The Russian Revolution

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The course of the coup was surreal. Has television, which helped unravel the putsch, come to enforce its own brief attention span upon history? Recent great events -- the breakup of Eastern Europe, the Persian Gulf war, the failure of the coup -- seem to be enacting themselves in shorter and shorter time frames. Three days last week undid 10 centuries of civic dormancy. It is possible that the world is dividing between blood feuders and channel changers. The blood feuders, like zealots in Ireland or the Middle East, cannot forget revenge, even over many years; the impatient channel changers of the electronic age favor fast-paced, variable and possibly shallow new realities. The old communists are blood feuders. The new Russians are channel changers.

The Gang of Eight was caught between the feud and the change. Its coup looked like Stalin's ruthlessness written on the fifth carbon, a smudgy, illegible piece of work. It was fitting that stupidity should be a prevailing theme. An oafish brainlessness has for decades hung over the Soviet communist venture like one of Nikita Khrushchev's suits. Its secret has never been intelligence but rather ruthlessness. The cardinal rule of coupmaking, says Edward Luttwak of Washington's Center for Strategic and International Studies, is "to seize control of all the centers of power in one fell swoop, to paralyze the situation." Even banana republics know this. The Gang of Eight was inexplicably though mercifully inept. Perhaps the conspirators picked up some debilitatingly humane manners during the Gorbachev era. They did not launch a coup but proffered a sort of half-coup, saying complimentary things about Gorbachev and holding out the possibility of working with him again. The Gang was a bit like an assassin named Karakozov, who tried to shoot Czar Alexander II in 1866, missed, and is said to have shouted to bystanders as the police led him away, "Fools! I did it for you!"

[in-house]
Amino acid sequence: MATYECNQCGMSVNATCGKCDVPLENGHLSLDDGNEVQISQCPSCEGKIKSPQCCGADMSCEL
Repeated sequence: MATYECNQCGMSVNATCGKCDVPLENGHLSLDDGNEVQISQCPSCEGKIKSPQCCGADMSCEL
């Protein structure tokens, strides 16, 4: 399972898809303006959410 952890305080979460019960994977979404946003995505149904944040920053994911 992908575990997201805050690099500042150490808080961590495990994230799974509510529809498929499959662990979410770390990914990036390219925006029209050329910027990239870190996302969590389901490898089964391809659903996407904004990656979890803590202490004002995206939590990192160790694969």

The biggest mistake the Emergency Committee made was not to kill both Gorbachev and Yeltsin. But the plotters craved constitutional legitimacy for their illegitimate act and could not bring themselves to be ruthless about it. "They may have had Leninist nostalgia," says Luttwak, "but they didn't have a Leninist temperament -- which is to shoot the bastards."

Many ineptitudes: tyranny does its best work in the dark, and information is often more powerful than guns. But the committee did not grasp that rudiment either. It did not shut down the country's television, telephones and other communications with the rest of the world. Or maybe it could not have done so anyway, so pervasive, adaptable and versatile are the electronic instruments of our age.

More broadly, the cabal failed because it was an old-style coup in a new- style society. The Russian people have been transformed over a period of years. They are not the Russians whom Bertrand Russell was talking about when he justified Bolshevik despotism by saying "If you ask yourself how Dostoyevsky's characters should be governed, you will understand." The new Soviets owe much of their transformation and fearlessness to Gorbachev -- and by last week they were using that freedom to outgrow him.

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